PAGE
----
Root Canal Therapy

Root Canal Therapy

Root Canal Therapy
A root canal removes the diseased or infected part of the tooth, and it removes the nerve from a severely broken tooth, allowing the tooth to be saved. You may need a root canal if you have a severe toothache, usually along with swelling in your jaw around your tooth.

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    There are several possible complications of a dental root amputation. The main complication is that the tooth might later need to be extracted (removed). A dental root amputation is performed when one of the roots of a tooth is damaged, but the rest of the tooth is not. The goal of the procedure is to remove the damaged root while stabilizing the rest of the tooth so it can remain in place. If the tooth is not stable enough after the dental root amputation, it might need to be removed. If the area becomes infected, that might also result in the loss of the tooth.

    Another complication is that the surgeon could damage nearby teeth during the procedure, or make a small hole in the sinus if the surgery involves an upper molar. As with any dental surgery procedure, there’s always the possibility of bleeding, swelling, and pain after the procedure. If any of these seem excessive, contact your endodontist.
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    A root canal treatment generally involves the removal and replacement of a tooth’s pulp. The pulp is soft tissue containing blood vessels, nerves and connective tissue. When the pulp is diseased or injured, the pulp tissue dies. If you don't remove it, your tooth gets infected and you could lose it. During a root canal, the dentist uses a drill to make an opening in the crown of the tooth so that the pulp can be removed and the root canal cleaned. The dentist then places medication into the pulp chamber to keep it safe from infection. 

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    A root canal is a filling of the root of the tooth. After a root canal procedure, the top part of the tooth will need to be fixed and repaired. This is accomplished with either a filling or a crown. Your tooth will feel better, but it is normal for your tooth to be a little sore after a root canal. It may take several weeks for your tooth to heal.

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    A tooth restored during a root canal could last a lifetime, as long as you continue to care for your teeth and gums. As long as the root(s) of a treated tooth are nourished by the tissues around it, your tooth will remain healthy.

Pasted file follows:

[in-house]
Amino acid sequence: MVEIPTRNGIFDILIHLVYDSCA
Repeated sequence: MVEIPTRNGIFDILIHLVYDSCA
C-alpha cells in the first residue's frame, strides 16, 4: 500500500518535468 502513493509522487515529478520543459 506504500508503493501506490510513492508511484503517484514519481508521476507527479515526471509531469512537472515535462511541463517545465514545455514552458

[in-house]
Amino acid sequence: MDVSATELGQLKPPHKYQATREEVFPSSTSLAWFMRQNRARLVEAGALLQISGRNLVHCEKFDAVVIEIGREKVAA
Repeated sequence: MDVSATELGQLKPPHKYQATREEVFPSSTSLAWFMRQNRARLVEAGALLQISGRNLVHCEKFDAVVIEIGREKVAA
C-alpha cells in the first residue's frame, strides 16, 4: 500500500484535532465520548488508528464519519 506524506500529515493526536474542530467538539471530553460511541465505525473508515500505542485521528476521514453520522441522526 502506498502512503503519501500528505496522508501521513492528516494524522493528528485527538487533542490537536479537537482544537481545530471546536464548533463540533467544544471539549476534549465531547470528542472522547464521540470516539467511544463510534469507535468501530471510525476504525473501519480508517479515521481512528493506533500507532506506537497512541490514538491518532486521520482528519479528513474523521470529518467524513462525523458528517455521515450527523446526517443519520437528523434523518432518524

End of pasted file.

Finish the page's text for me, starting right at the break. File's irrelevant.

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    If you've recently had a root canal and are experiencing pain, swelling, bleeding or other problems with your teeth, you should contact your dentist. Regular checkups -- one to three -- are also needed following the procedure. A root canal is a relatively simple procedure with little or no discomfort.
  • 4 Answers
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    A root canal treatment generally involves the removal and replacement of a tooth’s pulp. The pulp is soft tissue containing blood vessels, nerves and connective tissue. When the pulp is diseased or injured, the pulp tissue dies. If you don't remove it, your tooth gets infected and you could lose it. During a root canal procedure, the dentist removes the pulp, and the root canal is cleaned and sealed off to protect it. Afterwards, the dentist places a crown over the tooth to help make it stronger.

     

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    Most of the time, a root canal is a relatively simple procedure with little or no discomfort involving one to three visits. Best of all, it can save your tooth and your smile!

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    Root canal treatment is necessary when the pulp (soft tissue inside your teeth containing blood vessels, nerves and connective tissue) becomes inflamed or diseased. If the infected pulp is not removed, pain and swelling can result, and your tooth may have to be removed. The procedure can save your tooth and your smile.

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    In some cases, a bad taste can indicate infection if pus is draining out from the gum into the mouth. You should address this concern with your dentist and have the tooth evaluated because there are many other possible causes of a bad taste in your mouth.
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  • 46 Answers
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    Generally, a root canal eliminates sever pain. However, depending upon the extent of the infection that has spread from the tooth to the surrounding areas, there may still be some minor discomfort on direct stimulation of the tooth (biting on it, or pushing on it with your finger). These sensations will subside in a matter of days.
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